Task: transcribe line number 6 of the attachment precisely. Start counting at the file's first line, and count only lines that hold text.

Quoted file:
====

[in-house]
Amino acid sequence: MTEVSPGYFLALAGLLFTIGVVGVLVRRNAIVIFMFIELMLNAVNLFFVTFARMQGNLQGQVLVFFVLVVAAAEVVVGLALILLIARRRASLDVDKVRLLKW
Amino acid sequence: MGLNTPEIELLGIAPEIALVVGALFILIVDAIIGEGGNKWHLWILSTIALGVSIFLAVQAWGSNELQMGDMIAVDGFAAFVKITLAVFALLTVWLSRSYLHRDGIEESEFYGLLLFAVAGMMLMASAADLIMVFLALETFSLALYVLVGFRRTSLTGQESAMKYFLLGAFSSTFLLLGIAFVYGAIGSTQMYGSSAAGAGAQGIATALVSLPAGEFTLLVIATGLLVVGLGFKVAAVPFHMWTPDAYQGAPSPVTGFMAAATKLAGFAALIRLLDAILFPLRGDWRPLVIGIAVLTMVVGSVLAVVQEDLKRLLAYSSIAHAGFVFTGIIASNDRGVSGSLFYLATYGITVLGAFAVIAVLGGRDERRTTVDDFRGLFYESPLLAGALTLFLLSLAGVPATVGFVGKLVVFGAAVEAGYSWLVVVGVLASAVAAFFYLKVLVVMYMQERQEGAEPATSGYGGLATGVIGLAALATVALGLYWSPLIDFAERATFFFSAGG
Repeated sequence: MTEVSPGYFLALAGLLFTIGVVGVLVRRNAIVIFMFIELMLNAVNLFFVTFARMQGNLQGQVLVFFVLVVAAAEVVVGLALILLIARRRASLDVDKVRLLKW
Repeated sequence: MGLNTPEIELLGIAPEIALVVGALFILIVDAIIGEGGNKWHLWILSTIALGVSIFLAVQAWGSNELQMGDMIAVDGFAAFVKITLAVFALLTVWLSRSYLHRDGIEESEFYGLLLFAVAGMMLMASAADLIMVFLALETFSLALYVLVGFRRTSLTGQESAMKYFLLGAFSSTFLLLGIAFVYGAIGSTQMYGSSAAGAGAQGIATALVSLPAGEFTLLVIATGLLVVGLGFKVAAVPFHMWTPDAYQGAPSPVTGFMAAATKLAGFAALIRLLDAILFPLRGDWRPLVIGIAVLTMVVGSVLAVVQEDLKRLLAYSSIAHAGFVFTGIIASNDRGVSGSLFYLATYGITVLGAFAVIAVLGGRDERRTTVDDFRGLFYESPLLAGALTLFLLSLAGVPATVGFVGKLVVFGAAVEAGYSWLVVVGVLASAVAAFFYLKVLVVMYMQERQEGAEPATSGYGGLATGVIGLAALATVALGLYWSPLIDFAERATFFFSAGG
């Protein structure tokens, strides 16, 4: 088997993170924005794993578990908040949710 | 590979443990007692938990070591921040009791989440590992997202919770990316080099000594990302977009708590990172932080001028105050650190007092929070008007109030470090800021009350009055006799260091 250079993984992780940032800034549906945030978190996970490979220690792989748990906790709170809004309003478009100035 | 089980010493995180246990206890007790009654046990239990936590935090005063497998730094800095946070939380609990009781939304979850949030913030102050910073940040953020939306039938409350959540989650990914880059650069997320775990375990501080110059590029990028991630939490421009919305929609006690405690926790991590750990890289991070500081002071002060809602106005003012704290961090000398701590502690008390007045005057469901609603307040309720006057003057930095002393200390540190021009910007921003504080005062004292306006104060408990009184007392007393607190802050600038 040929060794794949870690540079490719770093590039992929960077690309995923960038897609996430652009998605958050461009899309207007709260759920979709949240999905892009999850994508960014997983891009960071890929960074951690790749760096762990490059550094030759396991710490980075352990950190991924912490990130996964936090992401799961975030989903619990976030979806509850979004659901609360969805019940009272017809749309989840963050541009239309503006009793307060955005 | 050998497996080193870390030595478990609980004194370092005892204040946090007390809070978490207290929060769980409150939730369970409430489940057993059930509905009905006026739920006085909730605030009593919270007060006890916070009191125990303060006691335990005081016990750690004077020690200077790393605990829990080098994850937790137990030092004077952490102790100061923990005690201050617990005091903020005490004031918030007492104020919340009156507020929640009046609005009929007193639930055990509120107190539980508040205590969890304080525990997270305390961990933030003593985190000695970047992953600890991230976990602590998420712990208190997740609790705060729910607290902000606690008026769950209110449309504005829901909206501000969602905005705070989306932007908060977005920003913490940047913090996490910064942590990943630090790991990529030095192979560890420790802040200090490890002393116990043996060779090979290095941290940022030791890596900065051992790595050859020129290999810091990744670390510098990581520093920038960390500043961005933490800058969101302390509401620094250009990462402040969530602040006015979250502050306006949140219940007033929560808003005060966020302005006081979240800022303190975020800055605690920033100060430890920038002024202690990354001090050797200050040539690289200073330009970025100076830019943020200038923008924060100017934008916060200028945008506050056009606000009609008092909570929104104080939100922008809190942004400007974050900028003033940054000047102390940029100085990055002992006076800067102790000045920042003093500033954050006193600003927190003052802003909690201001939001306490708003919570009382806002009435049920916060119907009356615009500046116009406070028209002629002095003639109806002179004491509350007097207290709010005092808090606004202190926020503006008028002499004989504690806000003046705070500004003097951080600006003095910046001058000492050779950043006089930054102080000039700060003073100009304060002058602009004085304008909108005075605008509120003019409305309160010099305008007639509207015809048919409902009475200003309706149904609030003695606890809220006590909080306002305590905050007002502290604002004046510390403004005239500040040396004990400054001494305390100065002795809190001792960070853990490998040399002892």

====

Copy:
């Protein structure tokens, strides 16, 4: 088997993170924005794993578990908040949710 | 590979443990007692938990070591921040009791989440590992997202919770990316080099000594990302977009708590990172932080001028105050650190007092929070008007109030470090800021009350009055006799260091 250079993984992780940032800034549906945030978190996970490979220690792989748990906790709170809004309003478009100035 | 089980010493995180246990206890007790009654046990239990936590935090005063497998730094800095946070939380609990009781939304979850949030913030102050910073940040953020939306039938409350959540989650990914880059650069997320775990375990501080110059590029990028991630939490421009919305929609006690405690926790991590750990890289991070500081002071002060809602106005003012704290961090000398701590502690008390007045005057469901609603307040309720006057003057930095002393200390540190021009910007921003504080005062004292306006104060408990009184007392007393607190802050600038 040929060794794949870690540079490719770093590039992929960077690309995923960038897609996430652009998605958050461009899309207007709260759920979709949240999905892009999850994508960014997983891009960071890929960074951690790749760096762990490059550094030759396991710490980075352990950190991924912490990130996964936090992401799961975030989903619990976030979806509850979004659901609360969805019940009272017809749309989840963050541009239309503006009793307060955005 | 050998497996080193870390030595478990609980004194370092005892204040946090007390809070978490207290929060769980409150939730369970409430489940057993059930509905009905006026739920006085909730605030009593919270007060006890916070009191125990303060006691335990005081016990750690004077020690200077790393605990829990080098994850937790137990030092004077952490102790100061923990005690201050617990005091903020005490004031918030007492104020919340009156507020929640009046609005009929007193639930055990509120107190539980508040205590969890304080525990997270305390961990933030003593985190000695970047992953600890991230976990602590998420712990208190997740609790705060729910607290902000606690008026769950209110449309504005829901909206501000969602905005705070989306932007908060977005920003913490940047913090996490910064942590990943630090790991990529030095192979560890420790802040200090490890002393116990043996060779090979290095941290940022030791890596900065051992790595050859020129290999810091990744670390510098990581520093920038960390500043961005933490800058969101302390509401620094250009990462402040969530602040006015979250502050306006949140219940007033929560808003005060966020302005006081979240800022303190975020800055605690920033100060430890920038002024202690990354001090050797200050040539690289200073330009970025100076830019943020200038923008924060100017934008916060200028945008506050056009606000009609008092909570929104104080939100922008809190942004400007974050900028003033940054000047102390940029100085990055002992006076800067102790000045920042003093500033954050006193600003927190003052802003909690201001939001306490708003919570009382806002009435049920916060119907009356615009500046116009406070028209002629002095003639109806002179004491509350007097207290709010005092808090606004202190926020503006008028002499004989504690806000003046705070500004003097951080600006003095910046001058000492050779950043006089930054102080000039700060003073100009304060002058602009004085304008909108005075605008509120003019409305309160010099305008007639509207015809048919409902009475200003309706149904609030003695606890809220006590909080306002305590905050007002502290604002004046510390403004005239500040040396004990400054001494305390100065002795809190001792960070853990490998040399002892």